NWR Issue 50

New Welsh Review No. 50

Welcome to the 50th issue of New Welsh Review! First, a special thanks is owed the many writers who over the past twelve years have illuminated the magazine's pages with articles, poems, short stories and reviews of insight and entertainment. It is due to their contributions, for very modest reward, that New Welsh Review has arrived at this significant milestone and is able to lay claim to the title of Wales's leading literary quarterly in English. No less important have been New Welsh Review's array of supporters, from the Arts Council of Wales and its vital revenue support grant, to the many faithful subscribers and purchasers. Without their backing over the years, the magazine could not have survived and flourished.

Second, the temptation to use the occasion as an excuse for earnest articles on the state of Anglo-Welsh literature or Welsh writing in English has been resisted. It seemed more rewarding to produce a regular issue of the magazine, to show rather than tell. (Labour politician Herbert Morrison used to say that socialism is what Labour Governments do. It is tempting, if not wholly correct, to suggest that Welsh writing in English is what appears in New Welsh Review).

Hence, for example, an extended review by John Pikoulis of Ron Berry's Collected Short Stories, an article which expresses NWR's ongoing concern with the rediscovery and revaluation of important Welsh writers. Ron Berry's remarkable work was forged out of Welsh industrial experience, but has yet to attract the general acclamation and recognition it so clearly deserves. And then there's the first part of another fine piece of travel writing by Jim Perrin, recently described by Welsh literary critic M. Wynn Thomas as the most singular, and the most outstanding, prose-writer of present-day Wales.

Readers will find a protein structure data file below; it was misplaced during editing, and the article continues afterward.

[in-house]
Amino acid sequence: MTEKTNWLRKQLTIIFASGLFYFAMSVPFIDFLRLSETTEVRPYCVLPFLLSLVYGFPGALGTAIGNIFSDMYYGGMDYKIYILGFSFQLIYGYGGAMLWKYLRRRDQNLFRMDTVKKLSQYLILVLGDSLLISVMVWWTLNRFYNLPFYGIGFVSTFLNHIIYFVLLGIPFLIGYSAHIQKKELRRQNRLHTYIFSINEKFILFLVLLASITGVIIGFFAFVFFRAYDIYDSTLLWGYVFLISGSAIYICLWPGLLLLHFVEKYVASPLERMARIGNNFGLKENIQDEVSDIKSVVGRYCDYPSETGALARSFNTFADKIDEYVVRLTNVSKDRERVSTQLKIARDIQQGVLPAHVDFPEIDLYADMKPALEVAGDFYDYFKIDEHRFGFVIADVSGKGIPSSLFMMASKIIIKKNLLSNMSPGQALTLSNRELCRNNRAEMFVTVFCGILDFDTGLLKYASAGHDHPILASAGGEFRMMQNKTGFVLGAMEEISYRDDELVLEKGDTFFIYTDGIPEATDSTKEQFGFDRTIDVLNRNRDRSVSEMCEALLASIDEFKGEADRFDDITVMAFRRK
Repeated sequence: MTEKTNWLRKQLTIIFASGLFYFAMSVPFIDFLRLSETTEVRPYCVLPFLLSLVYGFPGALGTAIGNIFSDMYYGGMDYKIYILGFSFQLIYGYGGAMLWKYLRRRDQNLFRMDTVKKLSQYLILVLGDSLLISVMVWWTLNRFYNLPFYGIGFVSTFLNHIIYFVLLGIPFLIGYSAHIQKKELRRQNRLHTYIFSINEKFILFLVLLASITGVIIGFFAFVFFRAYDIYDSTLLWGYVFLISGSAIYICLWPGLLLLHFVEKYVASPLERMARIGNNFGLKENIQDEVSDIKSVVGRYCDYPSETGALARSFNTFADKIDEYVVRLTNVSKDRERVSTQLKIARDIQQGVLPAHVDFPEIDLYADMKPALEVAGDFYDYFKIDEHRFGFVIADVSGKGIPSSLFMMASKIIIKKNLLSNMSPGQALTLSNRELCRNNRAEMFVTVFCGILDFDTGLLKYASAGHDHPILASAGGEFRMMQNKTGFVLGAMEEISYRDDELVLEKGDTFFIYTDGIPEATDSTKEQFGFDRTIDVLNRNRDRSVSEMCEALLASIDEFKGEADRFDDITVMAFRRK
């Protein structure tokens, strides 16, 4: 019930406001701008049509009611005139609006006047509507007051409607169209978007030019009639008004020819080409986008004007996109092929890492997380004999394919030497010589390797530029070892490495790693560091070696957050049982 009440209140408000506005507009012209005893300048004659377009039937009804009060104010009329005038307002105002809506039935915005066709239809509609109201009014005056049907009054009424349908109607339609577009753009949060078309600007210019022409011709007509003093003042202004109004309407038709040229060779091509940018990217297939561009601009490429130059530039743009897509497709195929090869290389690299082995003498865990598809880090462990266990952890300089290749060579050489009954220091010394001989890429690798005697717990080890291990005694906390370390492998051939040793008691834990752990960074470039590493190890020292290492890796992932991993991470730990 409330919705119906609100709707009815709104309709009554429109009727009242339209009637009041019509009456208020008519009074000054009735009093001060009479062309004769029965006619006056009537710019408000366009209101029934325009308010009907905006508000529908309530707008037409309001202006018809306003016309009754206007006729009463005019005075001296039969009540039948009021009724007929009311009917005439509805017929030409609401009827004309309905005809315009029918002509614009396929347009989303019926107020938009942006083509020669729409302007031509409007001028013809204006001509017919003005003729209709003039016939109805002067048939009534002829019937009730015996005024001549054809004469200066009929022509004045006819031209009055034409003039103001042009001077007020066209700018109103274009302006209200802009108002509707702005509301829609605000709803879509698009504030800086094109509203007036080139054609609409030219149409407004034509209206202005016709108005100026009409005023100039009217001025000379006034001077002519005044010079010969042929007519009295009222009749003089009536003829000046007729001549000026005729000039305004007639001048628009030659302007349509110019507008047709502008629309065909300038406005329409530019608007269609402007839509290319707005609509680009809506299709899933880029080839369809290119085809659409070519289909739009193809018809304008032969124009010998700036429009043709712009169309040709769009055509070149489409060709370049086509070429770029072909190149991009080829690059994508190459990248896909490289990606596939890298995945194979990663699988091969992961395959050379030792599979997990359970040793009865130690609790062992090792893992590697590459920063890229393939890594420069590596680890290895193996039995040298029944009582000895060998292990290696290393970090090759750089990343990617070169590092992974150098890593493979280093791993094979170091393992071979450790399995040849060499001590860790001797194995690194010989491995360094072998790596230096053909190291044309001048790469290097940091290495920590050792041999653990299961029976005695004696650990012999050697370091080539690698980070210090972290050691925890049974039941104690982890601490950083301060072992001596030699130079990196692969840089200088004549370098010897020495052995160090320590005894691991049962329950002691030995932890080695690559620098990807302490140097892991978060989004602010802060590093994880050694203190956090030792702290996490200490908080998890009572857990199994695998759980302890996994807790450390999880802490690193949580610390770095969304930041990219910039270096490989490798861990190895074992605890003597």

It is also most appropriate that our 50th issue should include a memoir by Raymond Garlick, founding editor of NWR's immediate predecessor, the Anglo-Welsh Review, more than half a century ago which, in its turn, had been a successor magazine to Gwyn Jones's Welsh Review (1939-1948).

Contributing to the inaugural issue of New Welsh Review 12 years ago, Raymond Garlick described the Anglo-Welsh Review as "the creation of distinguished writers, Welsh and Anglo-Welsh (and occasionally English)". It "embodied the ideals" of their youth, and their "concern for a magazine committed wholly to Wales, to publishing both new and established writers, to building bridges between the two literatures, to exploring the past of Anglo-Welsh literature and setting it in context, to cultivating dispassionate critical discourse."

Looking back, this would be a fair description of the core mission which successive editors of New Welsh Reviewhave pursued in the magazine's first 50 issues. We have also aimed to build a wider readership for Welsh writing in English by airing matters of topical cultural and intellectual concern in Wales and by showcasing good writing of all kinds, whatever its provenance or subject matter.

The mission is far from complete. When New Welsh Review was launched there were encouraging signs that the 1990s would see the growth of a discrete audience for Welsh writing in English, comparable to that for Welsh-language books and magazines, and matching the proportionally higher sales which Scottish and Irish writers and publishers enjoyed in their own home markets.

In practice this is proving slower and more difficult to achieve than we foresaw. There has been no lack of professionalism of approach, but Welsh publishers remain small and fragmented by international standards. They lack the resources to compete incisively in a worldwide English-language publishing market dominated by large publishing combines with generous marketing budgets - and more recently their instant accessibility to customers via the internet.

But instilling the same cultural confidence in Wales as obtains in Scotland and Ireland remains a wholly valid, honourable objective, however hostile the worldwide market may be to small enterprise. Indeed, in today's Wales, the need to assert the vital role of literature as a key component in the Welsh nation's profile has never been more important.


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